The Espionage Act and the “Golden Key” to Stop the State

The recent release of the documentary Citizenfour has refocused media attention on Edward Snowden, who last week restated his willingness to return to the U.S. to face the music if permitted a fair and impartial trial.

Of course, this isn’t something he will receive; the state has repeatedly claimed that Snowden has egregiously wounded national security, but cannot say exactly what has been damaged because of … well … national security. They would likely make this claim whether it was the case or not, largely because the real reason they won’t give Snowden a fair trial is that he struck a serious blow to their institutional legitimacy.

As Critical Art Ensemble pointed out in their 1996 classic Electronic Civil Disobedience and Other Unpopular Ideas, “The key indicators of power value [to a government] are the extent to which a location or commodity is defended, and the extent to which trespassers are punished.” In other words, an activist can tell how effective their activism is by how the state reacts to the injury.

There is little that matters more to a state institution than public confidence; as former intelligence director Michael Hayden noted, the “great harm of Snowden’s efforts to date is the erosion of confidence in the ability of the United States to do anything discreetly or keep anything secret … Snowden shows that we have fallen short and that the issue may be more systemic rather than isolated.” No matter the value of the leaks themselves, cracks in the facade must be swiftly and severely punished.

Such is the case with the Department of Justice’s intent to prosecute Snowden under the draconian Espionage Act of 1917. The Act remains a remarkable souvenir of nationalist paranoia during the First World War that managed to hang on into the current century, with apparently little chance of reform. President Woodrow Wilson’s choice of words is indicative of the almost comically authoritarian mindset he was in when he called for the legislation in 1915 to “crush” potential traitors to the state.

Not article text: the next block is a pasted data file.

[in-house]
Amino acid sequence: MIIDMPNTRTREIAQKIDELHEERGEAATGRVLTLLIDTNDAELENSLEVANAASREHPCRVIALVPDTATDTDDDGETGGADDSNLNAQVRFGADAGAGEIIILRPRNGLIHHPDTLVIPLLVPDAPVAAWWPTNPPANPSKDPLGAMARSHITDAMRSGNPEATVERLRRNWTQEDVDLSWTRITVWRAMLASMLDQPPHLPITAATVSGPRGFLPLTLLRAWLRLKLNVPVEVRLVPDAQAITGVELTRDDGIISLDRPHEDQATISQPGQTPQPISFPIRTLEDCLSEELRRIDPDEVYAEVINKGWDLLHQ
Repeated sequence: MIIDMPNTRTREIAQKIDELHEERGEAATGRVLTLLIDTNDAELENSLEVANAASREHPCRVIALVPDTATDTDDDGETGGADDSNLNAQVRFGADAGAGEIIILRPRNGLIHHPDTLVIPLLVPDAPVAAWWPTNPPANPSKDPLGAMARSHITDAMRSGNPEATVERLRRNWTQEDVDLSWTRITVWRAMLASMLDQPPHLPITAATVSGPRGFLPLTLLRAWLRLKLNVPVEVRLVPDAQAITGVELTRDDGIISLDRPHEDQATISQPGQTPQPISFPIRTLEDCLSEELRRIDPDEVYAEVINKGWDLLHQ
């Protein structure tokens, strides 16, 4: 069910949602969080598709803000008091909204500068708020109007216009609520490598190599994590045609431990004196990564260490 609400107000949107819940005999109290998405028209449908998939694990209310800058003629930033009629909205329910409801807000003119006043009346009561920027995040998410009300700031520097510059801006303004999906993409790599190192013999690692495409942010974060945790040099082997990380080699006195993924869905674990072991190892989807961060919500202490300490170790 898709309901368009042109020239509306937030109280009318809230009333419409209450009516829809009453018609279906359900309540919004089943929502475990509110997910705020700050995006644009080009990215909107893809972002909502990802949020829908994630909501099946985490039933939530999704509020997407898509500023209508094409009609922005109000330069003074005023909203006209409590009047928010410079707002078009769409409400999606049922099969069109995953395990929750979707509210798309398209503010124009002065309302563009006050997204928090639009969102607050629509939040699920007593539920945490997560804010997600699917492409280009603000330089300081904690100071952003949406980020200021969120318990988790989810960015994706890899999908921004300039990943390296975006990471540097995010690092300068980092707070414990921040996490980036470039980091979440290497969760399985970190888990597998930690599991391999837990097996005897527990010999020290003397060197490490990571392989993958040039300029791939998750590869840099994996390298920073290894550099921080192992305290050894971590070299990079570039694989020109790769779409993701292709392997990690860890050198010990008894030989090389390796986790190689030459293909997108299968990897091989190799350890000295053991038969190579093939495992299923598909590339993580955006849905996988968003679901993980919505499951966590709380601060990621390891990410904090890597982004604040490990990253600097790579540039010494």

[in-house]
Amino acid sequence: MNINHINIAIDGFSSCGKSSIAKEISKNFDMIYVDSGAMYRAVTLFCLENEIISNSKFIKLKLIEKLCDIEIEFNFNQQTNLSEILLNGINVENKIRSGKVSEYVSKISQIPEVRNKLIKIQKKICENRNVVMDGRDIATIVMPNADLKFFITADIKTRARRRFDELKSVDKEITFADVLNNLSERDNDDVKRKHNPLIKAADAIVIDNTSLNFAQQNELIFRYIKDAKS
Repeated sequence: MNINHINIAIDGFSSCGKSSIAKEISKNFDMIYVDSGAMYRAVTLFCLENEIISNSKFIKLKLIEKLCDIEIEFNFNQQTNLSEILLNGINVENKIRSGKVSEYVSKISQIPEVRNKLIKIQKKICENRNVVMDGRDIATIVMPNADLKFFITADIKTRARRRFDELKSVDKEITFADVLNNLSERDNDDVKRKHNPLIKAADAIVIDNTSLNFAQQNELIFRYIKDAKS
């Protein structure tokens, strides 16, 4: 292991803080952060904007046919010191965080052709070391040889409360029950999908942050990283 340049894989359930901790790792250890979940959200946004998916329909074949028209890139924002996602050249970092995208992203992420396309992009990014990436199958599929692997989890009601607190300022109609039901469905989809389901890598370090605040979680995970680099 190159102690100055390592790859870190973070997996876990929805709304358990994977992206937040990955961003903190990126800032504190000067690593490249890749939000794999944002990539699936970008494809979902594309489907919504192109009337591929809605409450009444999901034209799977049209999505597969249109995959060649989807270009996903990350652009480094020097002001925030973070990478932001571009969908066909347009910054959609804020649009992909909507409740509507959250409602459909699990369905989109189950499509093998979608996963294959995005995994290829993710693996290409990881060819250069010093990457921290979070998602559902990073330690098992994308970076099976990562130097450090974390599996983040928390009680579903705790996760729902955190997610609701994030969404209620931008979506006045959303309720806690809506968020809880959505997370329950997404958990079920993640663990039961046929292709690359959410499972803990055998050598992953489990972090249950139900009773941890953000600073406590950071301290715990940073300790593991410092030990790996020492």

He said, “I urge you to enact such laws at the earliest possible moment and feel that in doing so I am urging you to do nothing less than save the honor and self-respect of the nation. Such creatures of passion, disloyalty, and anarchy must be crushed out. They are not many, but they are infinitely malignant, and the hand of our power should close over them at once.”

Those “infinitely malignant creatures” prosecuted under the Act included anti-interventionist newspaperman Victor L. Berger in 1919 and Nixon-era whistleblower and renowned journalist Daniel Ellsberg in the 1970’s. Wilson’s nationalism-fueled hysterics also included hostility toward Irish, German and Italian-Americans, declaring “any man who carries a hyphen around with him carries a dagger that he is ready to plunge into the vitals of the republic.”

A law born from this sort of paranoid mentality will be ripe for abuse by hysterical bureaucrats in any era. Perhaps the most insidious feature of the Act is that it doesn’t just punish leaks that are damaging to national security. Indeed, it prevents anyone from mounting any defense that might delineate different qualities or categories of leaked information, or claims that some leaked info is not relevant to security interests and might therefore qualify for a lesser charge. It demands that courts treat all leakers with the same fire-spewing nationalist venom that Wilson birthed the Act with.

The fact that the state imposes such massively inflexible punishment for information leaks is a strong indicator that it considers revealing privileged information of any sort to be a far greater threat to its legitimacy than think tanks, newspapers, grassroots advocacy, or the largely symbolic oversight of legislators and secret courts. Such a secretive and vigorously defended beast can only be wounded from within.

And thus a new kind of protester is born: the Electronic Civil Disobedient.

Snowden’s heroism indicates that the leaker-hacktivist is an inversion of the “golden key” that the NSA has aggressively sought from cybersecurity vendors to invade privacy indiscriminately: a failsafe security flaw to be utilized in the event of a serious threat from the state against the civil liberties of the individual.

Regardless of the actual threat posed by a leaker to the public good, the state will fiercely defend the worst of its blatantly unjust and unnecessary bludgeons like the Espionage Act. But its own ferocity could work against it: future Edward Snowdens are beginning to realize they may in fact be tools of today’s Woodrow Wilsons.

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Anarchy and Democracy
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